In times of great uncertainty such as ours, history occupies an important place in public debates. The great debates about the rise of populism, the dangers of automatisation and the consequences of austerity policies all include important assumptions about the past and the forces that shaped it. However, very often these interpretations of the past are not provided by historians but by economists, business experts, IT experts or engineers. One reason for the limited role that historians play in public debates is the image that professional historians have developed of themselves and their academic discipline. Rather than commenting on current affairs and contributing to shaping them, historians often see themselves as representatives of a more detached discipline that is exclusively devoted to the reconstruction and understanding of the past.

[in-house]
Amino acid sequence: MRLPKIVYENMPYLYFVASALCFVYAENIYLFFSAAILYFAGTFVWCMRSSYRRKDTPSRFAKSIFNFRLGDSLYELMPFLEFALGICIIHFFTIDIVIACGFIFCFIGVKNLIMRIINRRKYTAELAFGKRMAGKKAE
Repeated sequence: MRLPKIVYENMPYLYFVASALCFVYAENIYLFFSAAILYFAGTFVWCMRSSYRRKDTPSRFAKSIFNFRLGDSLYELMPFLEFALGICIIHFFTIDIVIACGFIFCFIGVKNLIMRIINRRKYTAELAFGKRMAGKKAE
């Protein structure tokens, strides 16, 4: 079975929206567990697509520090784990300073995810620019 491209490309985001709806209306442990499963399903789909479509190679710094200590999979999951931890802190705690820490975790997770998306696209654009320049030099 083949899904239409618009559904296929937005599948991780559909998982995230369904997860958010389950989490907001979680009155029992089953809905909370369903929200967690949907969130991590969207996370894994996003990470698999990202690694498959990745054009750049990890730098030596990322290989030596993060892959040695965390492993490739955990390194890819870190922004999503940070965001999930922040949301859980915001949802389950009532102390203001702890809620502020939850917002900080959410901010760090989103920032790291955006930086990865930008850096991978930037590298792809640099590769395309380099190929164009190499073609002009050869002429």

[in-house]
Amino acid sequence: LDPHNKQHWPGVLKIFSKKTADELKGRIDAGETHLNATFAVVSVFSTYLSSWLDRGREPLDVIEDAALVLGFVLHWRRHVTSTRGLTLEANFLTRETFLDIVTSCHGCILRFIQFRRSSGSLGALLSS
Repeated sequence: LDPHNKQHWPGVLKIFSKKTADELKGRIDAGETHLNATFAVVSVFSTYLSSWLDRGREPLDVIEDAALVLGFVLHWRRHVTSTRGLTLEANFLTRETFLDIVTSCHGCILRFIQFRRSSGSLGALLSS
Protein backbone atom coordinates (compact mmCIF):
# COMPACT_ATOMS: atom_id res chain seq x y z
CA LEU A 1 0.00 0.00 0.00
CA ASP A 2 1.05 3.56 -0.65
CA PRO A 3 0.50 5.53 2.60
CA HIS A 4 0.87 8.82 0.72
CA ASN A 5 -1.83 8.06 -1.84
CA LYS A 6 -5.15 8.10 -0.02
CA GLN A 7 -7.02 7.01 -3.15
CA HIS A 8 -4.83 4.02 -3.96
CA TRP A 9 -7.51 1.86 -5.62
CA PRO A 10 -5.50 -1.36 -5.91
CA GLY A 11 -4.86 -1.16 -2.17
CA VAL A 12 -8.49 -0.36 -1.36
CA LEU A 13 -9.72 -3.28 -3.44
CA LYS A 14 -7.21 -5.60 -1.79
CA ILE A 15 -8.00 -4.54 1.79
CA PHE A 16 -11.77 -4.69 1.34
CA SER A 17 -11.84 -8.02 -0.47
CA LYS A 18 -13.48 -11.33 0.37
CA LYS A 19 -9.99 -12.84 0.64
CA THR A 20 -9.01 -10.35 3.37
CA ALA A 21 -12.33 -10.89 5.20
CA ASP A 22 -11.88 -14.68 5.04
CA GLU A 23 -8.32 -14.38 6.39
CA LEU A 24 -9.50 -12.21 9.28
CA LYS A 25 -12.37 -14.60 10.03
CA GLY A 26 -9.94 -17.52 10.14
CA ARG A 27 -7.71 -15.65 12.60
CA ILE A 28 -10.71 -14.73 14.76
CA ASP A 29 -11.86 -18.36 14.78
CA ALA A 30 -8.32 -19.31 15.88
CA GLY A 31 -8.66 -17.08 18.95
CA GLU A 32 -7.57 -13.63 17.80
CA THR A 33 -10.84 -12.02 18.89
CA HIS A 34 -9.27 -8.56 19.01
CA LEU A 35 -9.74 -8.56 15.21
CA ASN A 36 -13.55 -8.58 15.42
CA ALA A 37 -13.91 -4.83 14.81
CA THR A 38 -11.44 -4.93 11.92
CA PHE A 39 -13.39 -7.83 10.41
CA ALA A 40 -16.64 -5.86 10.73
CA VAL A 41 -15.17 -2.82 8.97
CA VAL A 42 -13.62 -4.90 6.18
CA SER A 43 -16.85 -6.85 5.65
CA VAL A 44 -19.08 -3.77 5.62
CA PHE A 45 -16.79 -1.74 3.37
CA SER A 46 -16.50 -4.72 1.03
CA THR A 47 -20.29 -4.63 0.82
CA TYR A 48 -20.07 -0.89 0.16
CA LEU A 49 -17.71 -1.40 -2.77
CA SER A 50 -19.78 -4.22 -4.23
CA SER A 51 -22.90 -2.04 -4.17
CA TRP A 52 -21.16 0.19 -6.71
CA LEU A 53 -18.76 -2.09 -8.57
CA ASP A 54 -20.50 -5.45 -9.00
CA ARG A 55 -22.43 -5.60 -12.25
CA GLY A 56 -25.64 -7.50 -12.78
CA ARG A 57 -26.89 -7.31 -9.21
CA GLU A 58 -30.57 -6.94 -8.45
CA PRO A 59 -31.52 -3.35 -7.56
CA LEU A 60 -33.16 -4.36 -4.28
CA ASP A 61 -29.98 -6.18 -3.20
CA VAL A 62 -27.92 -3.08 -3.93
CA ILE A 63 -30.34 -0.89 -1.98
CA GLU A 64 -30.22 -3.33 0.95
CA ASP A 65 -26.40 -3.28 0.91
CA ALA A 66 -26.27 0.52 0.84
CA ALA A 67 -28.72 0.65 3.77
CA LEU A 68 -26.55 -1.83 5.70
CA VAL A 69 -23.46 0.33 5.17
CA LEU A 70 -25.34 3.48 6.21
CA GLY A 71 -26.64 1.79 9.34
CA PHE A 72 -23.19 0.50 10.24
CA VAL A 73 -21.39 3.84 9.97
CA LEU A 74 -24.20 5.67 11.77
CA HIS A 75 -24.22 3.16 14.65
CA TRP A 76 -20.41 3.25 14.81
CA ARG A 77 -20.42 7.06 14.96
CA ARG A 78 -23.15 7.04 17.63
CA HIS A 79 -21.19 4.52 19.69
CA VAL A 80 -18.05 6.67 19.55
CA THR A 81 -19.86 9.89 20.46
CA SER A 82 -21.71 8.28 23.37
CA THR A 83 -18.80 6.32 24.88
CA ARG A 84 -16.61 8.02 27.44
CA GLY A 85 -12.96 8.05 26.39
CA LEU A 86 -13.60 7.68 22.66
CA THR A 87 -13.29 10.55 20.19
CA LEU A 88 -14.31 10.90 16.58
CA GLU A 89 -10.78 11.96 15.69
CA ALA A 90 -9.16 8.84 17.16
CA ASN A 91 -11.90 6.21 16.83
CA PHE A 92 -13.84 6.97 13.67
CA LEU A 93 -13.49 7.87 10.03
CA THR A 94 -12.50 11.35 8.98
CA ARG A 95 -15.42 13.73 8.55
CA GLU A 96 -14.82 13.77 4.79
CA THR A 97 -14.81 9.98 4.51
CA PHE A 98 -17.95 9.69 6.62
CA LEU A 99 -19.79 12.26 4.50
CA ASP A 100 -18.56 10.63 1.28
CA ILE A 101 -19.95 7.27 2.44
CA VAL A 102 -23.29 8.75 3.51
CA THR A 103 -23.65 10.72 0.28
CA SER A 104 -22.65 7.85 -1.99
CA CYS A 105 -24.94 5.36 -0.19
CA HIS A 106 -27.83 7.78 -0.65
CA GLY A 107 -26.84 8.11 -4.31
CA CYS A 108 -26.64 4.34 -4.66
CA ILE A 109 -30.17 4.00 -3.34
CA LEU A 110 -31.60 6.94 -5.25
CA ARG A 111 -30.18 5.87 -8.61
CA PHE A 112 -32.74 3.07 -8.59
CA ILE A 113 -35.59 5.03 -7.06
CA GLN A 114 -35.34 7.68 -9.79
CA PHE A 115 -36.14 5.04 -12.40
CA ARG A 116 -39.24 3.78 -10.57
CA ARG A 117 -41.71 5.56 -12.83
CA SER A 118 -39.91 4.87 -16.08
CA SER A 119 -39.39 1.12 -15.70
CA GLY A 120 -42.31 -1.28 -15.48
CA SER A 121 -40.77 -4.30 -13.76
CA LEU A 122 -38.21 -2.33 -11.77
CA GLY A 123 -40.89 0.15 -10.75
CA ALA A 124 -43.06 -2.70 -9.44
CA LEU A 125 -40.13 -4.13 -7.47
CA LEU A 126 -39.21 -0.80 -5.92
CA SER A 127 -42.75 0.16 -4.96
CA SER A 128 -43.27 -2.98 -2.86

The historians at the University of St. Gallen take a different view of the task of the historian and seek to engage with public debates, to provide historical insight that matters for today and to make a significant impact also beyond the academic community. The University of St. Gallen offers a unique environment for this approach to historical research because the institution has a strong international orientation and a focus on the study of economics, politics and law.
Research in the department focuses on the history of knowledge and science, and on economic history. We often connect these fields and always give particular prominence to the political and social implications of the historical developments that we study. Recent examples of this approach include our studies on the history of scientific experts, on the history of public intellectuals and on the history of austerity policies.
Further information about our research interests can be found on the pages of the individual members of the department.